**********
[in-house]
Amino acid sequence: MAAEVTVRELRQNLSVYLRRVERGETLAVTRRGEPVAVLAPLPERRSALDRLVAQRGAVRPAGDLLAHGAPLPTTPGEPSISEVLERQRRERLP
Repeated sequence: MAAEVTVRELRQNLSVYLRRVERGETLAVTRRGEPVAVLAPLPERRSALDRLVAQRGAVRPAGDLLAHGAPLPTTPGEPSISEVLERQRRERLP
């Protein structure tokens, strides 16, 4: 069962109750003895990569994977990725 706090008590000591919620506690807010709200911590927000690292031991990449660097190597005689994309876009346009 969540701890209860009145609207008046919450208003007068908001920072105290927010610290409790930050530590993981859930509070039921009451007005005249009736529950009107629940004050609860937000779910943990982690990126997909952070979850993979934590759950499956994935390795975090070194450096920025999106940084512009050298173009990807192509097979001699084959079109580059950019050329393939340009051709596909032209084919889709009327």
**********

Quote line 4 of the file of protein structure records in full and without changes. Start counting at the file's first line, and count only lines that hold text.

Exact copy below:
């Protein structure tokens, strides 16, 4: 069962109750003895990569994977990725 706090008590000591919620506690807010709200911590927000690292031991990449660097190597005689994309876009346009 969540701890209860009145609207008046919450208003007068908001920072105290927010610290409790930050530590993981859930509070039921009451007005005249009736529950009107629940004050609860937000779910943990982690990126997909952070979850993979934590759950499956994935390795975090070194450096920025999106940084512009050298173009990807192509097979001699084959079109580059950019050329393939340009051709596909032209084919889709009327």